I Wish I Had a Red Dress

Author: Pearl Cleage (click on link to purchase book)

Publisher: Morrow Publishing

****

 Star scores

One star-poor      Two stars-fair     Three stars-Good      Four stars-excellent

Originally published by Rapport Magazine

This was not a book that one could put down and walk away from. From page one, Cleage immediately gets the reader hooked. She also weaves an entertaining story with social commentary, shedding light on the Black experience from all different views. The setting for this narrative is the beautiful Idlewild, Michigan. A former thriving oasis, in its heyday, for Black American entertainers like Lena Horne and Sammy Davis, Jr., treated like royalty instead of second-class citizens.

This is the place Joyce Mitchell now calls home- still quite beautiful, but definitely no longer a Black paradise.  Joyce Mitchell is a middle-aged widow who lost her husband five years ago in a tragic car accident.  Not feeling she was affecting enough change in her pupil’s lives, she leaves the teaching profession and becomes a “social worker,” where she opens up a program for troubled young women. Most of them are teenage mothers, and society, the government, and their parents all have washed their hands of them.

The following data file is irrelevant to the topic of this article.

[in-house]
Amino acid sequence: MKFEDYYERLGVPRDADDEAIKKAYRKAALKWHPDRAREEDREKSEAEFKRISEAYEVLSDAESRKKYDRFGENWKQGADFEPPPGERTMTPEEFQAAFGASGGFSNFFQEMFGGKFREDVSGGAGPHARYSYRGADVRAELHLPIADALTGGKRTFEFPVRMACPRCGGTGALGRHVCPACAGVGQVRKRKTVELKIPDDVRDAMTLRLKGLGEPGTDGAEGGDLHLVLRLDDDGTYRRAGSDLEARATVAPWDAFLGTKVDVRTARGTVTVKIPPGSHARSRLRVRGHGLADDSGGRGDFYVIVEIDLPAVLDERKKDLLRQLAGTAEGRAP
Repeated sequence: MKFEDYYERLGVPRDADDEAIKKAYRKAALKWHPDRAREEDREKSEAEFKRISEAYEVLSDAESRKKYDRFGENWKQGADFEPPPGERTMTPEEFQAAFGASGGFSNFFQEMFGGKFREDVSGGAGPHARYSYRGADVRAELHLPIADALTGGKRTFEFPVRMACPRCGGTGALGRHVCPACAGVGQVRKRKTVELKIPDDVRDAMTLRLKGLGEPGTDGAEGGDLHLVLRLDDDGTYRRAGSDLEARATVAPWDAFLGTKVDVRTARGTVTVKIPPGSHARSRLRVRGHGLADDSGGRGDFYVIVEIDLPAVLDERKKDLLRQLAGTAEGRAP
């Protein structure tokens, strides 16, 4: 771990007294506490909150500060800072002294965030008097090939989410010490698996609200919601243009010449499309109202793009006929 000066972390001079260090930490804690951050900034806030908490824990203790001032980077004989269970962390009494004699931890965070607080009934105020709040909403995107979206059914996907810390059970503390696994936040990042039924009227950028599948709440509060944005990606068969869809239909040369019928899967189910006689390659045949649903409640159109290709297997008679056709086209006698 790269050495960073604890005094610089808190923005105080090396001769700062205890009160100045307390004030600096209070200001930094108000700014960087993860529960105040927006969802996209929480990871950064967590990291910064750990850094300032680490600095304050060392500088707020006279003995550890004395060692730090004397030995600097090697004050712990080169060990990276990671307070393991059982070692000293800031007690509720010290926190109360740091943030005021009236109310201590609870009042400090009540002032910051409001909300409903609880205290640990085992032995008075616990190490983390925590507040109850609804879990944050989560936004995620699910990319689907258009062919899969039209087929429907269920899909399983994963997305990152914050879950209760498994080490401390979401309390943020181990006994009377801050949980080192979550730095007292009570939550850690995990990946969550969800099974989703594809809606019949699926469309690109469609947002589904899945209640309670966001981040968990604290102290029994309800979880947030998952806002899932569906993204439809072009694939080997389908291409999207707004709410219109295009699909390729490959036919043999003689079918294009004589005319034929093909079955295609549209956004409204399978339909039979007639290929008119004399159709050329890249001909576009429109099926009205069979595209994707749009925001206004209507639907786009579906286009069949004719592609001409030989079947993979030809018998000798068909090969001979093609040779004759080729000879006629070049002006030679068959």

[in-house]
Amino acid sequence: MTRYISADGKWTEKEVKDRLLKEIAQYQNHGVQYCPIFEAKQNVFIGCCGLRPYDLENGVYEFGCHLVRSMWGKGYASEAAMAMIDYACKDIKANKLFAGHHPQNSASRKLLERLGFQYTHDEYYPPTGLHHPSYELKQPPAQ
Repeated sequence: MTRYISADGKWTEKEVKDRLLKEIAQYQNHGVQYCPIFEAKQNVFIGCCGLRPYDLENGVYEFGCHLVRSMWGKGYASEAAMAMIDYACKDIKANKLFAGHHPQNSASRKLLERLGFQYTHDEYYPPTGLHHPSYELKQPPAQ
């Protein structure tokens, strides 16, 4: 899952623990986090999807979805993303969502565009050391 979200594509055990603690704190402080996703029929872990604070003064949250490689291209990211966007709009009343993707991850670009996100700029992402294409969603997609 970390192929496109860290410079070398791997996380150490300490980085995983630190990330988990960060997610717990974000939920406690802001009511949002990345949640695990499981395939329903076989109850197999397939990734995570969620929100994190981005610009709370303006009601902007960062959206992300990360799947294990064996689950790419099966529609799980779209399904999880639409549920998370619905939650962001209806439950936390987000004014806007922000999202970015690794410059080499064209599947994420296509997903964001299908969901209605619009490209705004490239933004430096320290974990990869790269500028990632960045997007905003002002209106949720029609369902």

This program is everything to her, and the only thing missing in her life is the love of a good man and a red dress. For a woman whose life is surrounded by blackness, including her clothes, she feels a little color couldn’t hurt. Little did she know she would wind up with both.

When Joyce tries to get federal funding, it proves to be a disaster and it becomes up to her to keep her program afloat on her own. In the meantime, she still has to take care of her girls and herself.  It is during this chaotic time that love chooses to come knocking.

Her best friend, Sister, is a reverend. Yet not the kind of stoic person one pictures when they think of ministers, even women ministers.  One night at a dinner party, she introduces Joyce to a tall, dark, and handsome man, Nate Anderson. He is new in town and is quite available. He is a former cop from Detroit, and now is the Vice-Principal at the high school. There is an instant connection, and pretty soon they are keeping each other company.  Mitch was the only man Joyce had ever been with, so this is new terrain for her.

She must learn how to love again and open her heart to a new man. Will she let that “free floating rage” block her from something that could be special and meaningful? Will she allow the lousy examples of manhood that her girls have fallen for cloud her judgment? Can she bury Mitch once and for all, and allow someone new in her life? Is Nate her “Denzel clone” (as one girl refers as the perfect man) she has been waiting for?

Cleage is a terrific writer. Her characters are vibrant, passionate and authentic. While the plight of the Black man is often portrayed, the Black woman’s story is seldom heard. This is a story for the sisters, about the sisters, and by a sister – one of integrity and love that every brother would be well-advised to read. Heck, a book every man should read! Undoubtedly, this is a book that should not be missed.

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